In the angry estimation of Bill Graham’s predecessor, Lloyd Axworthy, the pursuit of missile defence by Paul Martin’s government is shredding sixty years of international-disarmament tradition. That tradition began in the 1950s, with Lester Pearson’s Nobel Prize-winning efforts to defuse a Sinai War, followed by Prime Minister Trudeau’s efforts to open relations with China while campaigning for nuclear détente with the Soviets in the 1970s and 1980s, and Axworthy’s success in getting 121 nations to sign a treaty banning land mines in 1997. Civilian disarmament leaders include the Nobel Prize-winner John Polanyi, who went to Moscow in 1960 to back a nuclear-weapons ban just around the time he co-invented the chemical laser – and who is now watching in horror as the fruit of his labours is being transformed into a $2.1-billion airborne missile-defence weapon.
Axworthy, who continued to lead an international campaign for a space- weapons ban until leaving to pursue academic and international-mediation work in 2000, says there “was always some tension between dfait and DND” over missile defence. As that tension persists, the biggest problem with Canadian disarmament efforts today, says Axworthy, is “credibility”: while Canadian diplomats are in Washington negotiating a deal on NMD participation, the Canadian diplomats at the UN Conference on Disarmament in Geneva – where discussion of a ban on space weapons has been stymied by partisan bickering since the mid-nineties – are being cut off at the limb,” Axworthy says. Currently, the only legal restraint against space weapons is the Outer Space Treaty, signed in 1967. But while the OST bans weapons of mass destruction in space, on the moon, or on other celestial bodies, it doesn’t ban the kind of weapons systems now being developed in the U.S. Meanwhile, following U.S. withdrawal from the 1972 ABM Treaty, which prohibited developing, testing, or deploying space-based missile-defence systems, the U.S. has declined to support a Prevention of an Arms Race in Outer Space treaty, despite strong international support for it.
A four-hour parliamentary debate on missile defence did indeed take place on a frigid Ottawa evening last February. The to-and-fro was vigorous enough to unravel a few of the government’s contradictions on the topic, though Prime Minister Paul Mar-tin was not there. Foreign Minister Bill Graham led the government’s presentation with a speech describing the link between missile defence and space weapons as “an hallucination.” Reversing the statement he made in 2000, Graham said missile defence “will not lead to an arms race.” Although he didn’t mention Canada’s decades-long effort to ban space weapons, he argued that “the trend” in Washington was “moving away” from space weapons. Rather than representing a shift in Canadian disarmament policy, Graham said, Canadian support for missile defence is part of a sixty-year tradition of Canadian and U.S. military integration. Echoing the pollster Michael Marzolini’s thesis, Graham concluded by noting missile defence “is going to happen whether we participate or not.”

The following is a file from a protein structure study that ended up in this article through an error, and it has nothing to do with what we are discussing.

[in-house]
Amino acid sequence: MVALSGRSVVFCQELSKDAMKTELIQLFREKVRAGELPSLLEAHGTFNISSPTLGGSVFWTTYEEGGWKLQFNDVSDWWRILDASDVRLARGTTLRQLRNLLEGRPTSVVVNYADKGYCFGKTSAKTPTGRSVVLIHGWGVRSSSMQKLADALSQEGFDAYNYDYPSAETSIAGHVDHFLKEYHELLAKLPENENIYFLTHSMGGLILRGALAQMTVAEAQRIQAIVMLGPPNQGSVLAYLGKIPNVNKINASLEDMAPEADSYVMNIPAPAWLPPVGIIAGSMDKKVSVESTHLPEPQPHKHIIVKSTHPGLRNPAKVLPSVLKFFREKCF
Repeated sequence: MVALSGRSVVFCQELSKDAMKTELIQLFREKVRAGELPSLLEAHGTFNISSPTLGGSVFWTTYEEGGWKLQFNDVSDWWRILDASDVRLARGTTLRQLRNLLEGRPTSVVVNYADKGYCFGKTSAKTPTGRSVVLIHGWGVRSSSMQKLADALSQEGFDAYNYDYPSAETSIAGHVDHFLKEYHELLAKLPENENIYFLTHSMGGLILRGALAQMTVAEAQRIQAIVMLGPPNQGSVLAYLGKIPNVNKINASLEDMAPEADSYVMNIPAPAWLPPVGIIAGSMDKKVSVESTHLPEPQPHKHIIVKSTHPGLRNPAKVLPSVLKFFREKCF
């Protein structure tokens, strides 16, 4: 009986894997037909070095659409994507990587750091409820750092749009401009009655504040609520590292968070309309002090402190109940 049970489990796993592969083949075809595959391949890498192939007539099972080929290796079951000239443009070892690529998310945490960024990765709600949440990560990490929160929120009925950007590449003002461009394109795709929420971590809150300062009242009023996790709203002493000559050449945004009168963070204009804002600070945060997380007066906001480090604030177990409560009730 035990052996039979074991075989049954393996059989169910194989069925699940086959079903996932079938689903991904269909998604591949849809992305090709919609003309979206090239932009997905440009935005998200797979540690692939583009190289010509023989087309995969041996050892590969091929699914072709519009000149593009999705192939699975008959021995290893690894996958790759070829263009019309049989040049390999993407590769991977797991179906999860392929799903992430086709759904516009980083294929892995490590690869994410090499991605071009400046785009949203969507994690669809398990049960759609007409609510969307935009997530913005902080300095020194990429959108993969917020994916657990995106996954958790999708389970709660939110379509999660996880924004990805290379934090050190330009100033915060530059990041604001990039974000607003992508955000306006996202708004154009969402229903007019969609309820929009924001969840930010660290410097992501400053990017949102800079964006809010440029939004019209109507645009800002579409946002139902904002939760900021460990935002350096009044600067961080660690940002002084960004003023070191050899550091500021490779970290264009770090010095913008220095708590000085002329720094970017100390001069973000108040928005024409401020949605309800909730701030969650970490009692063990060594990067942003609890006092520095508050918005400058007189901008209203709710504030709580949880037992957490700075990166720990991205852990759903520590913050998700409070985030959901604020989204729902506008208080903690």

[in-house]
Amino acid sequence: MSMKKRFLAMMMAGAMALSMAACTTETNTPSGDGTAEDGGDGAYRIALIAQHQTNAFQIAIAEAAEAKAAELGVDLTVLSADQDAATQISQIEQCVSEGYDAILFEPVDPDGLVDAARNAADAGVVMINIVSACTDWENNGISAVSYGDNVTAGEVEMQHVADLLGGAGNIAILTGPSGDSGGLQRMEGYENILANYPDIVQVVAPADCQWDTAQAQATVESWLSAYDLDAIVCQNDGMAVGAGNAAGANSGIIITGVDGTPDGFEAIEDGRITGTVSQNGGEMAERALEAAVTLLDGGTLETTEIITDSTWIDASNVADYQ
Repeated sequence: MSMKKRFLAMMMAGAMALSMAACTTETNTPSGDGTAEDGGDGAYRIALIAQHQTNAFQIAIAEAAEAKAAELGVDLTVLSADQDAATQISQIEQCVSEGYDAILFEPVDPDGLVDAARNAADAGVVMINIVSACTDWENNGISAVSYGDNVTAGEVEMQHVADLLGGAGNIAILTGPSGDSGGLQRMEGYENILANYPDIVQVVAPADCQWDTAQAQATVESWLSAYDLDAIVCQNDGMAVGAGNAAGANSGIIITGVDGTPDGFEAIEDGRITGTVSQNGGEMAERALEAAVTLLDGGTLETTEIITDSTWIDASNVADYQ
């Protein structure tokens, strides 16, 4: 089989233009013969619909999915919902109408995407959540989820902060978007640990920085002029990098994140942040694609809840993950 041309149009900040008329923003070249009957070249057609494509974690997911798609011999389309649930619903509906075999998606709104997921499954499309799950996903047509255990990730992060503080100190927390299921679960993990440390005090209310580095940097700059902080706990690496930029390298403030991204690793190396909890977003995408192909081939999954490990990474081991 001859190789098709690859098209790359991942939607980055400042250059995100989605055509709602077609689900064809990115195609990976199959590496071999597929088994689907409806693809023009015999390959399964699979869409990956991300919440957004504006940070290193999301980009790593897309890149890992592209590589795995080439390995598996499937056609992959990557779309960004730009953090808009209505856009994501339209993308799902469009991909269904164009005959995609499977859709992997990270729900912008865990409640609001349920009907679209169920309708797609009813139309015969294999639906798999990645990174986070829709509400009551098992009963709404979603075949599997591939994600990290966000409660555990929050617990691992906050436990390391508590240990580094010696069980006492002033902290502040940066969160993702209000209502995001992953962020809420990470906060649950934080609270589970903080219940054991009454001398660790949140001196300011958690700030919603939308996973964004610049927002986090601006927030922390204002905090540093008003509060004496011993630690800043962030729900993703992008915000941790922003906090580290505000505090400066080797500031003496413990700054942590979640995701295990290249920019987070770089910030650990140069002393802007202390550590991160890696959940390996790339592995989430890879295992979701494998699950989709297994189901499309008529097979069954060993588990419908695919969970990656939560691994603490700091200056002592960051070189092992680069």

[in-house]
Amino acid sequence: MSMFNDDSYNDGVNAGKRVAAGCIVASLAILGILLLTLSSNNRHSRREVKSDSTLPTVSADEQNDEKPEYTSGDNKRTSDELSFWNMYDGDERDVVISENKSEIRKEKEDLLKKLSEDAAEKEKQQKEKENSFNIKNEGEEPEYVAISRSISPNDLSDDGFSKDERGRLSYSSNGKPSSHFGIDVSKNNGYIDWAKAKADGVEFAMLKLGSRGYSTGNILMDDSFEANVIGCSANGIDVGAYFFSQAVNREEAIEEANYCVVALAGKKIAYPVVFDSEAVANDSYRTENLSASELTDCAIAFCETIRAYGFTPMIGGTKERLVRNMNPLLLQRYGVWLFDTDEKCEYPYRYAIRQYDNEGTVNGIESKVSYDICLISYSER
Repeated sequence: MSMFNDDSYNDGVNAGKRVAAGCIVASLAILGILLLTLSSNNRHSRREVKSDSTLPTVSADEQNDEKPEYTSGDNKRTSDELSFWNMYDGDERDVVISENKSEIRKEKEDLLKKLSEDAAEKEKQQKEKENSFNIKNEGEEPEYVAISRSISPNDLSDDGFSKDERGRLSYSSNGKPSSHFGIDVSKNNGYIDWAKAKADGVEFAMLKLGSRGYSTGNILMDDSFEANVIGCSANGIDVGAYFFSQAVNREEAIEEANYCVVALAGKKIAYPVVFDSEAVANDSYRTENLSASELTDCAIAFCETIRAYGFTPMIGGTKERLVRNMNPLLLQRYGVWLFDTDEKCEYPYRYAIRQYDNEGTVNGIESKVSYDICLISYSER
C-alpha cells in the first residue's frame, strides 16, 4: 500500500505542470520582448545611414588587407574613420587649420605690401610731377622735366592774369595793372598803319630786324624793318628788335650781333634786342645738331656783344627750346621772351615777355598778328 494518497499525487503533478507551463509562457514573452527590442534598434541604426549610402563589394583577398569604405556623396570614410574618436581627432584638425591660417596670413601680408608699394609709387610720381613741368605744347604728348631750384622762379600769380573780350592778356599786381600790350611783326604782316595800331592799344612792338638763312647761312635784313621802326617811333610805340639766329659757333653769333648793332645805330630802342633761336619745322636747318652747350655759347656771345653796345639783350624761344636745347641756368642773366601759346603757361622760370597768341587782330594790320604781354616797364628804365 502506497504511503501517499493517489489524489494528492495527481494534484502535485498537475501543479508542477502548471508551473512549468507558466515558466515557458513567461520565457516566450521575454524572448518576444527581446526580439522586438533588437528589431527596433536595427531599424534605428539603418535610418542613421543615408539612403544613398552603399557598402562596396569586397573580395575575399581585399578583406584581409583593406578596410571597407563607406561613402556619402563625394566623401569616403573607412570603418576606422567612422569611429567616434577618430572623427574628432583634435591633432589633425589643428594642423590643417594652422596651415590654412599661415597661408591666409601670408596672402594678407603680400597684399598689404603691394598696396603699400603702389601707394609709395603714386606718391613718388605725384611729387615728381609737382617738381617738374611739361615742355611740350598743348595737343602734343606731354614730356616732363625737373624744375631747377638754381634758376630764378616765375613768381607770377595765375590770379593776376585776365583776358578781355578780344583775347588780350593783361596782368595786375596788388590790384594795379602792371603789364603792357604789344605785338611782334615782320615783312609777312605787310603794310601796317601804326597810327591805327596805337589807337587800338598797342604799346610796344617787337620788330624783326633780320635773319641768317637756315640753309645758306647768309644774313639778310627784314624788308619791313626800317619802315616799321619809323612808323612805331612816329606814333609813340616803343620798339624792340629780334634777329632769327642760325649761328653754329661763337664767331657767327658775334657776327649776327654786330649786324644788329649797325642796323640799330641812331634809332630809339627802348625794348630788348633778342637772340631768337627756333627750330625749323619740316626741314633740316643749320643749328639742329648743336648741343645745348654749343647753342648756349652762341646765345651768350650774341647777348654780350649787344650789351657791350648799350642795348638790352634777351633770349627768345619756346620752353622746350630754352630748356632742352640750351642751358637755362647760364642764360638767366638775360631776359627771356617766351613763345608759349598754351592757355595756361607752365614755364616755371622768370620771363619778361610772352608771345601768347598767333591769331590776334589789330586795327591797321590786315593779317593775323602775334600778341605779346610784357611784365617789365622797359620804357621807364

David Pratt, the Minister of National Defence, reiterated Graham’s assertion that NMD “does not involve in any way weapons in space.” He then acknowledged that “there is some research being done” on space weapons within NMD. “As far as we know,” he hedged, “there may [not] and likely never will be any space-based weapons.”
Questions and rebuttals were thin. A Conservative member praised the government’s efforts to get involved in NMD, asking, “What took you so long?” Under the influence of the pollara poll, the Conservative member Stock-well Day said, “Seven out of ten Canadians want Canada involved, so it is good to know that we are speaking on behalf of the majority of Canadians.” A Bloc Québécois member said he’d seen the statistics suggesting 70 percent of Canadians “seemingly agree” with missile defence, but those figures don’t reflect the views of Quebecers. Alexa McDonough of the NDP, which has sworn to fight missile defence, said the government’s polling on the issue was “bogus.” The debate ended at 11 sharp. No word was uttered regarding the Canadian military’s decade-long push to integrate with U.S. space-based war-fighting strategies and weaponry. Nor was a word heard about the decades of Canadian diplomacy in support of a ban on space weapons. Down in the bowels of Cheyenne Mountain, worries about events in Ottawa have receded to a tiny blip on the screen.